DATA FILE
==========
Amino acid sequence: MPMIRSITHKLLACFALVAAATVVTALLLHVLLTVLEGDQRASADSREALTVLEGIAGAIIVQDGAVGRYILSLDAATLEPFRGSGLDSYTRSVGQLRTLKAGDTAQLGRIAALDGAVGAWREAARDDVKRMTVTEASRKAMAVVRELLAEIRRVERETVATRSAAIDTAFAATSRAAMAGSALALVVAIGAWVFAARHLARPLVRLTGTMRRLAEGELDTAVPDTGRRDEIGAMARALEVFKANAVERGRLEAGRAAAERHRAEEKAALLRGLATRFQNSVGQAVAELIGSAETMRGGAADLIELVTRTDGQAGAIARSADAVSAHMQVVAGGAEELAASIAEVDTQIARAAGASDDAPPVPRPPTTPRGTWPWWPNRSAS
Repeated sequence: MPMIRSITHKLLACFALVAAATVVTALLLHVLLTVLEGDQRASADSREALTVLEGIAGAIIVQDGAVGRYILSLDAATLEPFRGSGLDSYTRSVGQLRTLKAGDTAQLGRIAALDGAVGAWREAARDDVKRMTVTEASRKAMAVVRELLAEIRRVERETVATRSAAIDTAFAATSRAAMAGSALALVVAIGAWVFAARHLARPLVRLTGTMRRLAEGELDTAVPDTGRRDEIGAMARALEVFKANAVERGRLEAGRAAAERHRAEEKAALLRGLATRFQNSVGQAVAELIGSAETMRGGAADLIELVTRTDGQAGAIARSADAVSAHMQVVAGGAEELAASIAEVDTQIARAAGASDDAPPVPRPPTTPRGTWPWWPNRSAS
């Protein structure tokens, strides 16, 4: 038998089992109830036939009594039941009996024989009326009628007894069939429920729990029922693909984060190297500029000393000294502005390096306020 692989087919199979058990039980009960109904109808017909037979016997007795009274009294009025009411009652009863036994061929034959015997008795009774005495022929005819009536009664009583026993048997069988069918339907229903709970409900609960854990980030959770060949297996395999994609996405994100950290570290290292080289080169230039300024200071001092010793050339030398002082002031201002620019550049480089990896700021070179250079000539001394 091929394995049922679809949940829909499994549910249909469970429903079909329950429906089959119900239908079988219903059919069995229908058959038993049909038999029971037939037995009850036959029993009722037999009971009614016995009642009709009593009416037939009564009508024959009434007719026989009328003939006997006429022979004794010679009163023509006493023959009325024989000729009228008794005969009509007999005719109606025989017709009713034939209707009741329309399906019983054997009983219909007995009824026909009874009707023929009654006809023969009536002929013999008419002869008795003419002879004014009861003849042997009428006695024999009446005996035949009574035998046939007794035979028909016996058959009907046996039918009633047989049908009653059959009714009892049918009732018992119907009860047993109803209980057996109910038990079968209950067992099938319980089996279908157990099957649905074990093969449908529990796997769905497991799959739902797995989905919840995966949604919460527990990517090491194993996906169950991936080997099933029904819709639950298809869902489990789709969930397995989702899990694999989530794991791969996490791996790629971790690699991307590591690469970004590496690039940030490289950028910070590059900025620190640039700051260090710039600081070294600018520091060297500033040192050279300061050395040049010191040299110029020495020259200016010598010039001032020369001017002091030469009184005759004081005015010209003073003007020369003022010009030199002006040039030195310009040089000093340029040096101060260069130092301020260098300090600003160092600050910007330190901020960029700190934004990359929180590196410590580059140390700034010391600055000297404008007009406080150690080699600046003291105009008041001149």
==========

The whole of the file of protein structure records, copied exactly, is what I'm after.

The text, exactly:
Amino acid sequence: MPMIRSITHKLLACFALVAAATVVTALLLHVLLTVLEGDQRASADSREALTVLEGIAGAIIVQDGAVGRYILSLDAATLEPFRGSGLDSYTRSVGQLRTLKAGDTAQLGRIAALDGAVGAWREAARDDVKRMTVTEASRKAMAVVRELLAEIRRVERETVATRSAAIDTAFAATSRAAMAGSALALVVAIGAWVFAARHLARPLVRLTGTMRRLAEGELDTAVPDTGRRDEIGAMARALEVFKANAVERGRLEAGRAAAERHRAEEKAALLRGLATRFQNSVGQAVAELIGSAETMRGGAADLIELVTRTDGQAGAIARSADAVSAHMQVVAGGAEELAASIAEVDTQIARAAGASDDAPPVPRPPTTPRGTWPWWPNRSAS
Repeated sequence: MPMIRSITHKLLACFALVAAATVVTALLLHVLLTVLEGDQRASADSREALTVLEGIAGAIIVQDGAVGRYILSLDAATLEPFRGSGLDSYTRSVGQLRTLKAGDTAQLGRIAALDGAVGAWREAARDDVKRMTVTEASRKAMAVVRELLAEIRRVERETVATRSAAIDTAFAATSRAAMAGSALALVVAIGAWVFAARHLARPLVRLTGTMRRLAEGELDTAVPDTGRRDEIGAMARALEVFKANAVERGRLEAGRAAAERHRAEEKAALLRGLATRFQNSVGQAVAELIGSAETMRGGAADLIELVTRTDGQAGAIARSADAVSAHMQVVAGGAEELAASIAEVDTQIARAAGASDDAPPVPRPPTTPRGTWPWWPNRSAS
């Protein structure tokens, strides 16, 4: 038998089992109830036939009594039941009996024989009326009628007894069939429920729990029922693909984060190297500029000393000294502005390096306020 692989087919199979058990039980009960109904109808017909037979016997007795009274009294009025009411009652009863036994061929034959015997008795009774005495022929005819009536009664009583026993048997069988069918339907229903709970409900609960854990980030959770060949297996395999994609996405994100950290570290290292080289080169230039300024200071001092010793050339030398002082002031201002620019550049480089990896700021070179250079000539001394 091929394995049922679809949940829909499994549910249909469970429903079909329950429906089959119900239908079988219903059919069995229908058959038993049909038999029971037939037995009850036959029993009722037999009971009614016995009642009709009593009416037939009564009508024959009434007719026989009328003939006997006429022979004794010679009163023509006493023959009325024989000729009228008794005969009509007999005719109606025989017709009713034939209707009741329309399906019983054997009983219909007995009824026909009874009707023929009654006809023969009536002929013999008419002869008795003419002879004014009861003849042997009428006695024999009446005996035949009574035998046939007794035979028909016996058959009907046996039918009633047989049908009653059959009714009892049918009732018992119907009860047993109803209980057996109910038990079968209950067992099938319980089996279908157990099957649905074990093969449908529990796997769905497991799959739902797995989905919840995966949604919460527990990517090491194993996906169950991936080997099933029904819709639950298809869902489990789709969930397995989702899990694999989530794991791969996490791996790629971790690699991307590591690469970004590496690039940030490289950028910070590059900025620190640039700051260090710039600081070294600018520091060297500033040192050279300061050395040049010191040299110029020495020259200016010598010039001032020369001017002091030469009184005759004081005015010209003073003007020369003022010009030199002006040039030195310009040089000093340029040096101060260069130092301020260098300090600003160092600050910007330190901020960029700190934004990359929180590196410590580059140390700034010391600055000297404008007009406080150690080699600046003291105009008041001149």